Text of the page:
Our current holiday of Memorial Day traces its origins to this document. John A. Logan (1826–86) was a Mexican War veteran and congressman from Illinois when, in 1862, he resigned his seat to join the Union Army. Wounded at the Battle of Fort Donelson, Logan saw extensive action in the western theater and rose to the rank of major general. After the war, he resumed his political career, first as senator and later as an (unsuccessful) candidate for vice president, and also helped found the Grand Army of the Republic, a Union veteran’s organization, leading the effort to establish a holiday in memory of the soldiers who died in defense of the Union.
What, according to this order, is the purpose of Decoration Day? For what reasons do we honor these dead? Why should we do it communally? Why is strewing the graves with flowers a fitting tribute?
General Orders No. 11
Headquarters, Grand Army of the Republic
Washington, DC, May 5, 1868 I.
The 30th day of May, 1868, is designated for the purpose of strewing with flowers, or otherwise decorating, the grave of comrades who died in defense of their country during the late rebellion, and whose bodies now lie in almost every city, village, hamlet, and churchyard in the land. In this observance, no form or ceremony is prescribed, but posts and comrades will, in their own way, arrange such fitting services and testimonials of respect as circumstances may permit.
We are organized, comrades, as our regulations tell us, for the purpose, among other things, “of preserving and strengthening those kind and fraternal feelings which have bound together the soldiers, sailors, and marines, who united to suppress the late rebellion.” What can aid more to assure this result than by cherishing tenderly the memory of our heroic dead, who made their breasts a barricade between our country and its foes? Their soldier lives were the reveille of freedom to a race in chains, and their deaths the tattoo1 of rebellious tyranny in arms. We should guard their graves with sacred vigilance. All that the consecrated wealth and taste of the nation can add, to their adornment and security, is but a fitting tribute to the memory of her slain defenders. Let no wanton foot tread rudely on such hallowed grounds. Let pleasant paths invite the coming and going of reverent visitors and fond mourners. Let no vandalism of avarice or neglect, no ravages of time, testify to the present or to the coming generations that we have forgotten, as a people, the cost of a free and undivided Republic.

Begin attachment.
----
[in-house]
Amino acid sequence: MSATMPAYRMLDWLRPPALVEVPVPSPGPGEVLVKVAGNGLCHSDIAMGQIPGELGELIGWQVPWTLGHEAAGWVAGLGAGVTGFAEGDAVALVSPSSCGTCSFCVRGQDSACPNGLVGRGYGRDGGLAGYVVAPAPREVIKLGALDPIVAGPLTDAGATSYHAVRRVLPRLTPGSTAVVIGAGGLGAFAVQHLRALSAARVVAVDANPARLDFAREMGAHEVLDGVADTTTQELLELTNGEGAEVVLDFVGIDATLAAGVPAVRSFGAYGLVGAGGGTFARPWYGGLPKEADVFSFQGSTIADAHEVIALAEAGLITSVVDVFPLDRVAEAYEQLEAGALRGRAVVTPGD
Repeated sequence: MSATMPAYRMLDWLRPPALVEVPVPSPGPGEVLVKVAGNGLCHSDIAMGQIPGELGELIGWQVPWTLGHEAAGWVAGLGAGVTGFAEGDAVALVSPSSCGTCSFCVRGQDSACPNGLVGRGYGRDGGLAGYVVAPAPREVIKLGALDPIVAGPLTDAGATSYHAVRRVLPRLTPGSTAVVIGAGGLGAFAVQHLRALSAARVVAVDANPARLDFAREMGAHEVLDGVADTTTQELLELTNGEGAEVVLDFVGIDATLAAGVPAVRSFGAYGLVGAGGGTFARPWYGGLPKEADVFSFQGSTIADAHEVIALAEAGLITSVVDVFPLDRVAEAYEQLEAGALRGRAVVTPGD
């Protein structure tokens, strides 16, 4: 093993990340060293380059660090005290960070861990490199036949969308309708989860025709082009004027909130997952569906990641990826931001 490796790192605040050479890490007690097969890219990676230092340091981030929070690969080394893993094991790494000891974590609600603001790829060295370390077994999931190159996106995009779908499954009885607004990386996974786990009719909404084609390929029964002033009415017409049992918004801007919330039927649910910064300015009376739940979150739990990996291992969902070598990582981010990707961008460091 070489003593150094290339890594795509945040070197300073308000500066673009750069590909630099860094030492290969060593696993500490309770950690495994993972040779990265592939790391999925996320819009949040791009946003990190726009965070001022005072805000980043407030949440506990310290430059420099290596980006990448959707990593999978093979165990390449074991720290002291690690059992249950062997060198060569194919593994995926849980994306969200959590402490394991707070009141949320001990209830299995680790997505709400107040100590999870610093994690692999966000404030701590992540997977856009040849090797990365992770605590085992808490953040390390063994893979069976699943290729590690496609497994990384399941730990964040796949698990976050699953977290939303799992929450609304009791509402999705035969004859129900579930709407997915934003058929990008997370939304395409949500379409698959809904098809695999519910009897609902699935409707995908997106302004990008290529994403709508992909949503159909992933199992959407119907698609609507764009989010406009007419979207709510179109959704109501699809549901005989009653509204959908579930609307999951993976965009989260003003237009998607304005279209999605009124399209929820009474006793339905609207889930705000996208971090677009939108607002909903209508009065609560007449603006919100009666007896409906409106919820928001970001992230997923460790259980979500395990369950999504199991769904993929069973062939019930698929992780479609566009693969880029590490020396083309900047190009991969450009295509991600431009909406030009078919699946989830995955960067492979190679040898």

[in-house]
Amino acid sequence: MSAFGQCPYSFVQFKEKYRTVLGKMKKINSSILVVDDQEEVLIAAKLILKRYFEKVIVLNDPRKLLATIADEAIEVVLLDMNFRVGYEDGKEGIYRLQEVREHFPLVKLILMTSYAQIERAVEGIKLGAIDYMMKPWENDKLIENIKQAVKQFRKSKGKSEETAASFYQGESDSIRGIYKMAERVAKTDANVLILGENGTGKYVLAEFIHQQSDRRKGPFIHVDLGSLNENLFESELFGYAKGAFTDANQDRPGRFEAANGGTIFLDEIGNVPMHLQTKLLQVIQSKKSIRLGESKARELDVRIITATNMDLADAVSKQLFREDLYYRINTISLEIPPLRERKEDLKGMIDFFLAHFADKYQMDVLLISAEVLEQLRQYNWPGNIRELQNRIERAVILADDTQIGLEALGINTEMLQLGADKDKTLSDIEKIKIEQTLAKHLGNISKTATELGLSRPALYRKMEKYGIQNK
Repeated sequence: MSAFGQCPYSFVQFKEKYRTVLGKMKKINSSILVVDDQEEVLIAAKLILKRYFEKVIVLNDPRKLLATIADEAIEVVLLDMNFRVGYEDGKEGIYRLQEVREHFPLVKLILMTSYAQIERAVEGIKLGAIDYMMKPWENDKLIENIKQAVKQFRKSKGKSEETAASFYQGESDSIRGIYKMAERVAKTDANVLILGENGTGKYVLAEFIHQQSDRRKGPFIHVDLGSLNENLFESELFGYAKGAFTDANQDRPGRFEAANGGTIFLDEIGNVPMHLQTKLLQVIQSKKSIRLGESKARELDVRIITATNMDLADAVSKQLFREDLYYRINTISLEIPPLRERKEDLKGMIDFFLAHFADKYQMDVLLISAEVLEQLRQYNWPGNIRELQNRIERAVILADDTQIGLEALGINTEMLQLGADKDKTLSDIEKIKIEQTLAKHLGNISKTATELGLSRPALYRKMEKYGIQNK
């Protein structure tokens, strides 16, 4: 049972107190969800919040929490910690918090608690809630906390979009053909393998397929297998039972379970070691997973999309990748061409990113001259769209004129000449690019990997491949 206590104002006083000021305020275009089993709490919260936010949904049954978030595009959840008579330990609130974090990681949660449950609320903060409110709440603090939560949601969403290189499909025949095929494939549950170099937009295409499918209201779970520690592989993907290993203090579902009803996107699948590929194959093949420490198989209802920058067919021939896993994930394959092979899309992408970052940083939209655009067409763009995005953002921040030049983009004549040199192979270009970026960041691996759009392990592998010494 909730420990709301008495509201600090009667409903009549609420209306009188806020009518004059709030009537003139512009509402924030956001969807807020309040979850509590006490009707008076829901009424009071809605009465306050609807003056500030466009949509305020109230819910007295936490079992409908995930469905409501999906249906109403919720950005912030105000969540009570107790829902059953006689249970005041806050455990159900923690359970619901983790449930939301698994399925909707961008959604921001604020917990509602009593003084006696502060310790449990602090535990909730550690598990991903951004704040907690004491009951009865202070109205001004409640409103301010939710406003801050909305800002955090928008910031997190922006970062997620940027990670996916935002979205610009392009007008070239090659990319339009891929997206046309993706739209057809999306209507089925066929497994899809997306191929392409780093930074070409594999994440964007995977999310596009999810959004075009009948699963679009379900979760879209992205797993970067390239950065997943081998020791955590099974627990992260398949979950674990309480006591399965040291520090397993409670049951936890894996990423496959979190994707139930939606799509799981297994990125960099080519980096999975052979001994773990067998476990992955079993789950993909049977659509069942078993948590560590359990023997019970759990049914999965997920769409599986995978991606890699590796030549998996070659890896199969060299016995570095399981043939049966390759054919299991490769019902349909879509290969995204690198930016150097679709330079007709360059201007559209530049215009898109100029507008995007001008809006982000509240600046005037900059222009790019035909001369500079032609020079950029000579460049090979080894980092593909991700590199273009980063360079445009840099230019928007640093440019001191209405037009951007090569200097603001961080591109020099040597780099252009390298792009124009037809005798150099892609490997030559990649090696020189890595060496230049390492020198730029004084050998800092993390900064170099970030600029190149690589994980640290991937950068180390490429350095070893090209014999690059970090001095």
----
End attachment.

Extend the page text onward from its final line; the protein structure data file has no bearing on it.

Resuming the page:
If other eyes grow dull and other hands slack, and other hearts cold in the solemn trust, ours shall keep it well, as long as the light and warmth of life remain to us.
Let us, then, at the time appointed, gather around their sacred remains, and garland the passionless mounds above them with choicest flowers of springtime; let us raise above them the dear old flag they saved from dishonor; let us, in this solemn presence, renew our pledges to aid and assist those whom they have left among us, as sacred charges upon the nation’s gratitude,—the soldier’s and sailor’s widow and orphan.
II. It is the purpose of the Commander-in-Chief to inaugurate this observance, with the hope it will be kept up from year to year, while a survivor of the war remains to honor the memory of his departed comrades. He earnestly desires the public press to call attention to this order, and lend its friendly aid in bringing it to the notice of comrades in all parts of the country, in time for simultaneous compliance therewith.
III. Department commanders will use every effort to make this order effective.
By order of:
JOHN A. LOGAN
1 An evening drum or bugle signal recalling soldiers to their quarters. Return to text.
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